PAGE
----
“How much can you bench bro?”
This question flies around all over the place and in most gyms you’ll be sure to hear it. Even if you mention you’re into training – weight training specifically, you’ll undoubtedly have been asked this question! Right?
The question in that scenario is pretty pointless. All you get out of saying a potentially high number is useless bragging rights!
But, knowing your one repetition maximum on the bench press itself is worth a whole lot to you if you are serious about seeing progress physically. However, just knowing your bench press 1-RM will not cut it. You’ll want to have a very accurate idea what your maximal weight is on a vast spectrum of large compound movements.
- The Deadlift
- The Squat (and it’s variations; front, back, overhead etc)
- Overhead press/Military press
- Bench press variations (Close grip, incline, flat etc.)
- Bent over rows – even one arm rows
- Pull ups/ chin ups (your one rep maximum with additional load, assuming you have the capacity to use added load)
You could get even ‘fancier’ with it and use more movements than that, but generally knowing those serve greater importance and value.
The biggest and most blatant reason for knowing your maximum numbers on all those moves is to equip yourself with knowledge, which can be used regardless of the type of training you embark on.
When your program prescribes a certain rep range, that rep range ALWAYS corresponds to a percentage range of your one rep maximum. So by being oblivious to your numbers, how do you know you’re using the correct weight to provide sufficient stimulus in order to achieve growth?!
Generally speaking – it looks like this:
- 1-3 reps – 90-100% of the 1RM (Maximal strength)
- 3-5 reps – 85-90% of the 1RM (Relative strength)
- 6-8 reps – 78-83% of the 1RM (Functional hypertrophy)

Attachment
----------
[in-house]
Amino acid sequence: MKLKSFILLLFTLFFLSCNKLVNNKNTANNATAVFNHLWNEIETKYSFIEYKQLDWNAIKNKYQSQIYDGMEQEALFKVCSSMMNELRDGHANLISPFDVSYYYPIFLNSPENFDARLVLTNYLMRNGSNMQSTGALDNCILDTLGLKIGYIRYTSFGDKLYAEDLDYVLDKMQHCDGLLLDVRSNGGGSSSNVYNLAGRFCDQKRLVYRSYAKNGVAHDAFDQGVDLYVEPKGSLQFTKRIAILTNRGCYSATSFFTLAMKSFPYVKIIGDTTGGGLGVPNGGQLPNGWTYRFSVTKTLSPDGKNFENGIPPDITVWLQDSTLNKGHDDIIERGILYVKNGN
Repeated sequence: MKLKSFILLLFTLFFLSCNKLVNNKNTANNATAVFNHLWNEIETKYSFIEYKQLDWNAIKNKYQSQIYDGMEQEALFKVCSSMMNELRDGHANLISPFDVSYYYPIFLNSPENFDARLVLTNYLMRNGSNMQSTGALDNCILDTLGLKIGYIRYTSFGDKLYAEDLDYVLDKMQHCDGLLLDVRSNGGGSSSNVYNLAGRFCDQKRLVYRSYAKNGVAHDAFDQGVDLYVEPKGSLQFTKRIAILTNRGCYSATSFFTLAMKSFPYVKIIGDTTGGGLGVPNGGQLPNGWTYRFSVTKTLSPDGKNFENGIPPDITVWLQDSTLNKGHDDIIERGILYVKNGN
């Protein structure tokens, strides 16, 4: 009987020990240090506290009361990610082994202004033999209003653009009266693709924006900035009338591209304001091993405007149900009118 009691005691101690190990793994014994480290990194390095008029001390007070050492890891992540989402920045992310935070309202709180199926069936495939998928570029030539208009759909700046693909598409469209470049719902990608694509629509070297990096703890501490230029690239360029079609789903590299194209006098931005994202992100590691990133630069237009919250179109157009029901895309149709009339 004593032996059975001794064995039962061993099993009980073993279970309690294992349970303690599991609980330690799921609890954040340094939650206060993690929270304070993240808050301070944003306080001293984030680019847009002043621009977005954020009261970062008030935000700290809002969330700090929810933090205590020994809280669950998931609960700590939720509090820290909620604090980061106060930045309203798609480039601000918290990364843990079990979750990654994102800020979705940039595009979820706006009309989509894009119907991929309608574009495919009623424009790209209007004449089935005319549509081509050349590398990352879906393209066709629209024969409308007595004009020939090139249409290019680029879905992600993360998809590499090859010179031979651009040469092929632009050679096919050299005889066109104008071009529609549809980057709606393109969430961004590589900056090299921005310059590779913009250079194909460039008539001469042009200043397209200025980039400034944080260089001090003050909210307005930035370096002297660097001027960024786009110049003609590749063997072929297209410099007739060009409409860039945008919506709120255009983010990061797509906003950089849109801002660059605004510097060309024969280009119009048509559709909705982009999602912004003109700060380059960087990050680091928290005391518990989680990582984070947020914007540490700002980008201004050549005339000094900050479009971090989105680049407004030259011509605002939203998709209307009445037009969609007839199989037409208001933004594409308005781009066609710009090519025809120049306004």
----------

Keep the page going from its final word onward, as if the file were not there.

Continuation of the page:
- 8-12 reps – 70-75% of the 1RM (Classic bodybuilding parameters)
- 13+ reps – 68% down to around 60% as you near the 20 rep mark (High volume bodybuiling, moving more into endurance training parameters)
Obviously, these are very generalized. Factors such as fiber type and neurological efficiency will influence exactly what percentages apply to you. But as a rule of thumb, you’ll be well on track using those ranges in conjunction with the appropriate rep brackets.
So if you happen to test your true 1RM on the overhead press and find that during your pressing workouts, you were only using 60% of your one rep max for 8 reps, and you were wondering why you haven’t been able to “bring up” your delts and triceps – then that is likely why!
That is not all
The other huge benefit of knowing your max lifts is the ability to use them as a progress tracking tool.
Once you know all your numbers for the lifts that a program specifically advocates, you can log them all and once the phase has finished and you’ve used a recovery week. You can then re-test the movements. Which will tell quite a story!
It will tell you just how much progress you made throughout the 8,12 or 16 week phase you just completed. It will also tell you which movements you didn’t witness as much progression on. Which in turn, gives you a great initiative regarding the direction your training should take next.
So forget the concept of maximum lifting numbers being only for braggers and boasters.
They really do provide crucial value to anybody’s training. If you aren’t tracking performance, how do you know if you’re moving forwards or backwards?!
Stay tuned because in my next post, I’ll provide some handy pointers on how you can accurately test your one rep maximum’s in a SAFE fashion.
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